File photo. Photograph:( Zee News Network )
Sensex and Nifty fell on Monday morning over a percentage point each
On Friday, Finance Minister Nirmala Sitharaman presented a Budget that promised large infrastructure investment, offered a rescue package for the distressed NBFCs and allocated an unexpectedly higher - Rs 70,000 crore - towards recapitalisation of Public Sector Banks, but it disappointed the Dalal Street.
Sensex and Nifty fell on Monday morning over a percentage point each. While Sitharaman did not tinker with the Long-Term Capital Gains (LTCG) tax on equity as per the market expectations, she did tweak the STT or Securities Transaction Tax some bit, by announcing that it will now be levied only on the difference between strike price and settlement price.
Experts say while higher tax on HNIs or high net worth individuals and plan for higher public floating for listed companies did not go down well with investors, more than presence of negative news it is the absence of big positives that seems to have made the market turn southward, as valuations are high in certain pockets and there are no supportive factors to sustain those prices.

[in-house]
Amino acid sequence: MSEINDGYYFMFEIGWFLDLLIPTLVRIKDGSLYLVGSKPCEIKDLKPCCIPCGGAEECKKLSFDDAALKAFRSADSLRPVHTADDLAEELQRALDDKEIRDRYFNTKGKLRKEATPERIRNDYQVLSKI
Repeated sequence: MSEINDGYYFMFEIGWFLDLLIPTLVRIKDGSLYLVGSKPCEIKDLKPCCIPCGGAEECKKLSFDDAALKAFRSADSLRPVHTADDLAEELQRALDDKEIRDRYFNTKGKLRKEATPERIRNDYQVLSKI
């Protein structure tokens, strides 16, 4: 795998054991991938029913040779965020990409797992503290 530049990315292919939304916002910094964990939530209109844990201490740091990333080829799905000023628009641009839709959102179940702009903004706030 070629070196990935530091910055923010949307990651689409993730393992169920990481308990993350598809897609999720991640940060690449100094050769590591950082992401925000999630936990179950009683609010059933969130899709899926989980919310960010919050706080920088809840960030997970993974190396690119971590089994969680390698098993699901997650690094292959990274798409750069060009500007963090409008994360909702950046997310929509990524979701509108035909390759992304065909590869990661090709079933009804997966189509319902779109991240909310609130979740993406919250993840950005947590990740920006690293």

The Finance Minister's announcement asking stock market regulator Sebi to increase public shareholding from 25 per cent to 35 per cent was seen as the biggest wealth-shifting announcement, as this would bring in a lot of additional paper in the market, sucking out liquidity. Some analysts read it as a negative for the market and insisted that some of the businesses, especially in the case of mid-cap and small-cap, promoters would end up loosing more.
The BSE Sensex lost 400 points at 39,112 in early trade on Monday in the first post-Budget week. The Nifty opened down as well trading 120 points down at 11,691 points.
During the Budget, the BSE Sensex had fallen 394.67 points to 39,513.39 and the Nifty50 declined 135.60 points to 11,811.20 after finance minister Nirmala Sitharaman had proposed increasing the minimum public shareholding in listed companies to 35 per cent from 25 per cent.